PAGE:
Tyler Perry Goes from Not Knowing Who David Fincher is to Praising Him and ‘Gone Girl’

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Tyler Perry in Gone Girl
Tyler Perry in Gone Girl
Photo: 20th Century Fox

On Monday we learned from an interview with New York Magazine (via Vulture, though this time with a little bit of praise added to the quote.

“I had no sense of [how big the book was],” Perry said. “If I had, I probably would have walked away from it. If I had known … This is the honest-to-God’s truth. If I had known who David Fincher was, and his body of work … If I had known that the book was so popular, and so many people loved it … Had I known all those things, I would have said no. And my agent knew that! So he didn’t tell me any of those things! Not until after I had signed on to do it. And the reason I wouldn’t have done it is because when things are that magical for people and they become very special for people, there’s a lot of pressure for it to be what they want it to be.”

I’m trying hard not to be judgmental, but this, to me, says a lot about who Perry is as an “artist”. He’s afraid of the pressure and had he known how much pressure there would be associated with the project he would have turned it down. His thoughts on Fincher, however, while it still sounds like he had no clue who Fincher was before signing on, he did get a lesson really quickly in just how many takes Fincher likes to do, but he had nothing but kind words to say of his director:

Nobody told me [how many takes he does]. The first time I found out he did that was on set. One of my first lines, on the first day, [Ben Affleck] goes, “Just want you to know, minimum, 30 takes.” And the blood was draining from my face. I turned around and I was like, “Are you serious?” He was like, 
”Yeah, yeah, yeah.” But I’ll tell you what I found, what I found in it. I love studying people. And I realized that this man sees like no other person I’ve ever known. I think his own vision is hyper, so when he’s doing a take, he’s seeing everything on that screen all at once. I mean, it’s almost like some kind of alien. And until all those things line up, he’s not happy. But he is brilliant at getting the perfect shot. So once I realized that it’s not me, or it’s not Ben — it could be a napkin turned the wrong way, he’s just looking at every little detail in the scene — so once I realized that, I was ready to go with it. He is the master, man. He is just great. I loved working with him. I learned how to make a movie, number one. — I was just soaking everything up. I was paying attention to every move, every word, everything he was saying when he’d talk to the camera people, the DP — just the level of communication and director-speak was awesome. It makes me want to approach [my next project] with just a little more patience.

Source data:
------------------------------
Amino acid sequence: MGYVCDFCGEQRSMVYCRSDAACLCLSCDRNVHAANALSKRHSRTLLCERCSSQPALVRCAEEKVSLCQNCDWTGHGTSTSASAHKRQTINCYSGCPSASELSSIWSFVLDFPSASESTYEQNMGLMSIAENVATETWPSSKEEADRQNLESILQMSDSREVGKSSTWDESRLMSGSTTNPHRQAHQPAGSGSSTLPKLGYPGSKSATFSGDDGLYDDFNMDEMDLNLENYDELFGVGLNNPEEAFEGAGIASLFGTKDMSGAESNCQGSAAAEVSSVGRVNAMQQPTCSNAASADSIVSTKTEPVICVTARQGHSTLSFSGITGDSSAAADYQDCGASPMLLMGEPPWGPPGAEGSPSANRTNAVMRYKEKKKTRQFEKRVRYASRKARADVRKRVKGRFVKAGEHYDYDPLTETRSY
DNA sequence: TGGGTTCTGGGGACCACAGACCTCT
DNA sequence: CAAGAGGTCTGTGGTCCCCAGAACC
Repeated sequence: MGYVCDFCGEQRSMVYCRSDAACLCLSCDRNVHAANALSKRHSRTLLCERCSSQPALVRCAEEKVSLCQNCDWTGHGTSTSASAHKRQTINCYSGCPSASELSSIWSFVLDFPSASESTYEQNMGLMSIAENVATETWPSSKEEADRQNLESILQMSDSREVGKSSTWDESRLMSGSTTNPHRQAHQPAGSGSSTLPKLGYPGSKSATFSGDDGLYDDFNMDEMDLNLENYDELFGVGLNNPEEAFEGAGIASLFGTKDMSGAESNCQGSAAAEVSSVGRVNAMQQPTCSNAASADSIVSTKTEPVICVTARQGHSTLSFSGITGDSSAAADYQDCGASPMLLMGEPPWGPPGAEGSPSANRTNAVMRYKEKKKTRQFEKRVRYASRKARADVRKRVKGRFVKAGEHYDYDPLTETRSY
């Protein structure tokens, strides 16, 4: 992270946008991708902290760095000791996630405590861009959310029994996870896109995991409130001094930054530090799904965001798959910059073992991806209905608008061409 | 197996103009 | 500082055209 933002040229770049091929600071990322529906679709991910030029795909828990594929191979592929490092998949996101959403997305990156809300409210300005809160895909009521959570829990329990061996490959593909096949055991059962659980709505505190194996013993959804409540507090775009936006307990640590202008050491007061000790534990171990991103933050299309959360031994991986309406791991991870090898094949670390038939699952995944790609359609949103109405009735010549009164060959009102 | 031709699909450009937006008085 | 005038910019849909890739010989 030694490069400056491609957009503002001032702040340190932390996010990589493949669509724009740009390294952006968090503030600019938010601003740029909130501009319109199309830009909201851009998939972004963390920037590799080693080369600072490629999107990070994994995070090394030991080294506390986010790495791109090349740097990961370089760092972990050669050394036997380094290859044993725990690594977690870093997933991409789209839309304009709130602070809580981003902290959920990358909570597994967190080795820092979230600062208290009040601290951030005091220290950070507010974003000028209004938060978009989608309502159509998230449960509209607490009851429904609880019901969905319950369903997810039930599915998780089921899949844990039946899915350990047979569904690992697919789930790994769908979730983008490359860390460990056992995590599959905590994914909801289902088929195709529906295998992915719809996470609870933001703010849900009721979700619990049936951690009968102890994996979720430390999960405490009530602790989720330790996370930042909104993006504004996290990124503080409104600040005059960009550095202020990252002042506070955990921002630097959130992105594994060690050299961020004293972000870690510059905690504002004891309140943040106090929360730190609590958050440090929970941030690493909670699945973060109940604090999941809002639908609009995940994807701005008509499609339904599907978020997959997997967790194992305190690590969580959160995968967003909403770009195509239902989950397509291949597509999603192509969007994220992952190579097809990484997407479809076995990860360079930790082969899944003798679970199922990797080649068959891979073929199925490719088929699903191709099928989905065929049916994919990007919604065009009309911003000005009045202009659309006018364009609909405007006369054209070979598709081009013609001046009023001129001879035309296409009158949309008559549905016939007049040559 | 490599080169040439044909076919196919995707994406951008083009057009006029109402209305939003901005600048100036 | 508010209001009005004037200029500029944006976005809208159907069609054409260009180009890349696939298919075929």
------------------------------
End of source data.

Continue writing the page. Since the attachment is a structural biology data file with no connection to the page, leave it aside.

By the end of that quote Perry sounds like just about every other actor/director that works with a highly regarded filmmaker, soaking in all they can and hopefully using it for their future films. Of course he also mentions Fincher’s eye for detail, something that can’t be taught or even learned so I don’t expect Perry to suddenly start churning out masterpieces, but at the very least I hope he learned more than he did when he starred in Alex Cross for Rob Cohen.

Finally, Perry has seen a “rough cut” of the film, though he tells Vulture Fincher’s idea of a rough cut, “To me, it looked great,” he said. “I was beyond impressed, blown away. I laughed and I was moved and I just thought the performances were amazing. It’s incredible. He’s brilliant. It’s pretty awesome. He nailed it. I didn’t read the entire book, because I didn’t want to take in a lot of the backstory of the characters if it wasn’t in the script for the film. I didn’t want to have a lot of that in my head. But I think he nailed it, though.”

I wouldn’t expect him to say anything less, but along with this morning, Gone Girl and so many other films unseen, 2014 could still shape up to be an amazing year at the movies, even though summer was a bit of a letdown.

Gone Girl will open the New York Film Festival before hitting theaters on October 3.